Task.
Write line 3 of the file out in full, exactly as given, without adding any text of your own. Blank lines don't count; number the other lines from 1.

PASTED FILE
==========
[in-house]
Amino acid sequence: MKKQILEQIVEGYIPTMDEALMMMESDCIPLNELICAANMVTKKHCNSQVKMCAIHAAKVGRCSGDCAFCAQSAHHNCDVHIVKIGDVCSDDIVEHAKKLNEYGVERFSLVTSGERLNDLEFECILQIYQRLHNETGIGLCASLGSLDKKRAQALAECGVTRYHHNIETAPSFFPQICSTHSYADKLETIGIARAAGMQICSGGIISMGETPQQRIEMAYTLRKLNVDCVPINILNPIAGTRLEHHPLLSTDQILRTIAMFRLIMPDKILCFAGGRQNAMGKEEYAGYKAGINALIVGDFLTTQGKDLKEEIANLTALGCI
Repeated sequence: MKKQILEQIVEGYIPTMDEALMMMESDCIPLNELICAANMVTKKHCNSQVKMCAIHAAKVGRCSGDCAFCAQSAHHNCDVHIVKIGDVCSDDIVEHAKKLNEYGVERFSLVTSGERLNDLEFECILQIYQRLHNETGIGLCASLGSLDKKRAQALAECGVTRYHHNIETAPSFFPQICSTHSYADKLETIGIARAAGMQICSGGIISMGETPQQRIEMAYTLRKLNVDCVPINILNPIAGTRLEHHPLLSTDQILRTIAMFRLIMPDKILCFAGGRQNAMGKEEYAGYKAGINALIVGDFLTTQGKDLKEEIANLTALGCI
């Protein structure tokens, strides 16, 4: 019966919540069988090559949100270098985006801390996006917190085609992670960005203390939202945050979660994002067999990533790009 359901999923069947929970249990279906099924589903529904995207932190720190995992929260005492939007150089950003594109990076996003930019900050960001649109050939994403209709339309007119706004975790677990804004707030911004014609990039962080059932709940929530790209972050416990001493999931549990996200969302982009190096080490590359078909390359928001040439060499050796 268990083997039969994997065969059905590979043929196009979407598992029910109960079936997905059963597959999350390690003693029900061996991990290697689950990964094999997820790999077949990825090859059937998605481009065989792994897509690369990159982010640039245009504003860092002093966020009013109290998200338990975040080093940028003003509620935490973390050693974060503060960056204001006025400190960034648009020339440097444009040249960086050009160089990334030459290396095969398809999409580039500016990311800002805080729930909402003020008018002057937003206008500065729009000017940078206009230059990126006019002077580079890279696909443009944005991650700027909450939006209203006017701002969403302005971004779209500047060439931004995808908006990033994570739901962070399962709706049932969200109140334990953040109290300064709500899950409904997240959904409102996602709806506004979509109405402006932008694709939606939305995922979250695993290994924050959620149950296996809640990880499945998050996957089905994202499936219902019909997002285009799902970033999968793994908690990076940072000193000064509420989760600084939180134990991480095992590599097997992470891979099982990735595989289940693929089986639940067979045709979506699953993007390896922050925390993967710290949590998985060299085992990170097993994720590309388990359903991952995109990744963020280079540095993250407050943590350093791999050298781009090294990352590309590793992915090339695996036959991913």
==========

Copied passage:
Repeated sequence: MKKQILEQIVEGYIPTMDEALMMMESDCIPLNELICAANMVTKKHCNSQVKMCAIHAAKVGRCSGDCAFCAQSAHHNCDVHIVKIGDVCSDDIVEHAKKLNEYGVERFSLVTSGERLNDLEFECILQIYQRLHNETGIGLCASLGSLDKKRAQALAECGVTRYHHNIETAPSFFPQICSTHSYADKLETIGIARAAGMQICSGGIISMGETPQQRIEMAYTLRKLNVDCVPINILNPIAGTRLEHHPLLSTDQILRTIAMFRLIMPDKILCFAGGRQNAMGKEEYAGYKAGINALIVGDFLTTQGKDLKEEIANLTALGCI